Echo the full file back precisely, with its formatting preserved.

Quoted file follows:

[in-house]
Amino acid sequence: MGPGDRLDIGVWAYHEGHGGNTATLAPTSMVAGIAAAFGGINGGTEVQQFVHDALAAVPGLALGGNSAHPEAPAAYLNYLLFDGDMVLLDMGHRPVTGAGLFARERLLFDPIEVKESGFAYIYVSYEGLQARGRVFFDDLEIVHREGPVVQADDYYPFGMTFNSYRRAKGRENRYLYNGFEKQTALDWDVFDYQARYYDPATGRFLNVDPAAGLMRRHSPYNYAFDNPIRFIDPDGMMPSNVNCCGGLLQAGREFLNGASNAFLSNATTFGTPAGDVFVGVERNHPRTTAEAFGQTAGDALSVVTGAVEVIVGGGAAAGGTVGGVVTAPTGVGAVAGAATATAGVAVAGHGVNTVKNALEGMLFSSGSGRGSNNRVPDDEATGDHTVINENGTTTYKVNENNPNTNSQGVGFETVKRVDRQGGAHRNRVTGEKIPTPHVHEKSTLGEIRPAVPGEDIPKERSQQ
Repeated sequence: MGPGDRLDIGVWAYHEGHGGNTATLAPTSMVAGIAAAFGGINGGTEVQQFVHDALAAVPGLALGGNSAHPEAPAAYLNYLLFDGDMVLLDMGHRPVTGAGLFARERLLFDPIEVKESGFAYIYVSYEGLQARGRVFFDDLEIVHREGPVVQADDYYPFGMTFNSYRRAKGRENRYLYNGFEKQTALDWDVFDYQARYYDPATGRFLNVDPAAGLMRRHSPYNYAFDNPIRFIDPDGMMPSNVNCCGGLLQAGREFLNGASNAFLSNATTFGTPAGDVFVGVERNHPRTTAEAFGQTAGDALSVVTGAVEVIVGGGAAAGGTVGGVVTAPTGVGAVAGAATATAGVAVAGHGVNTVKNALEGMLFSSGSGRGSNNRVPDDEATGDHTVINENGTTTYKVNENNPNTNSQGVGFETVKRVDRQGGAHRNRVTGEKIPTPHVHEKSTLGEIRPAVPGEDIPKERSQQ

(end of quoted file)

[in-house]
Amino acid sequence: MGPGDRLDIGVWAYHEGHGGNTATLAPTSMVAGIAAAFGGINGGTEVQQFVHDALAAVPGLALGGNSAHPEAPAAYLNYLLFDGDMVLLDMGHRPVTGAGLFARERLLFDPIEVKESGFAYIYVSYEGLQARGRVFFDDLEIVHREGPVVQADDYYPFGMTFNSYRRAKGRENRYLYNGFEKQTALDWDVFDYQARYYDPATGRFLNVDPAAGLMRRHSPYNYAFDNPIRFIDPDGMMPSNVNCCGGLLQAGREFLNGASNAFLSNATTFGTPAGDVFVGVERNHPRTTAEAFGQTAGDALSVVTGAVEVIVGGGAAAGGTVGGVVTAPTGVGAVAGAATATAGVAVAGHGVNTVKNALEGMLFSSGSGRGSNNRVPDDEATGDHTVINENGTTTYKVNENNPNTNSQGVGFETVKRVDRQGGAHRNRVTGEKIPTPHVHEKSTLGEIRPAVPGEDIPKERSQQ
Repeated sequence: MGPGDRLDIGVWAYHEGHGGNTATLAPTSMVAGIAAAFGGINGGTEVQQFVHDALAAVPGLALGGNSAHPEAPAAYLNYLLFDGDMVLLDMGHRPVTGAGLFARERLLFDPIEVKESGFAYIYVSYEGLQARGRVFFDDLEIVHREGPVVQADDYYPFGMTFNSYRRAKGRENRYLYNGFEKQTALDWDVFDYQARYYDPATGRFLNVDPAAGLMRRHSPYNYAFDNPIRFIDPDGMMPSNVNCCGGLLQAGREFLNGASNAFLSNATTFGTPAGDVFVGVERNHPRTTAEAFGQTAGDALSVVTGAVEVIVGGGAAAGGTVGGVVTAPTGVGAVAGAATATAGVAVAGHGVNTVKNALEGMLFSSGSGRGSNNRVPDDEATGDHTVINENGTTTYKVNENNPNTNSQGVGFETVKRVDRQGGAHRNRVTGEKIPTPHVHEKSTLGEIRPAVPGEDIPKERSQQ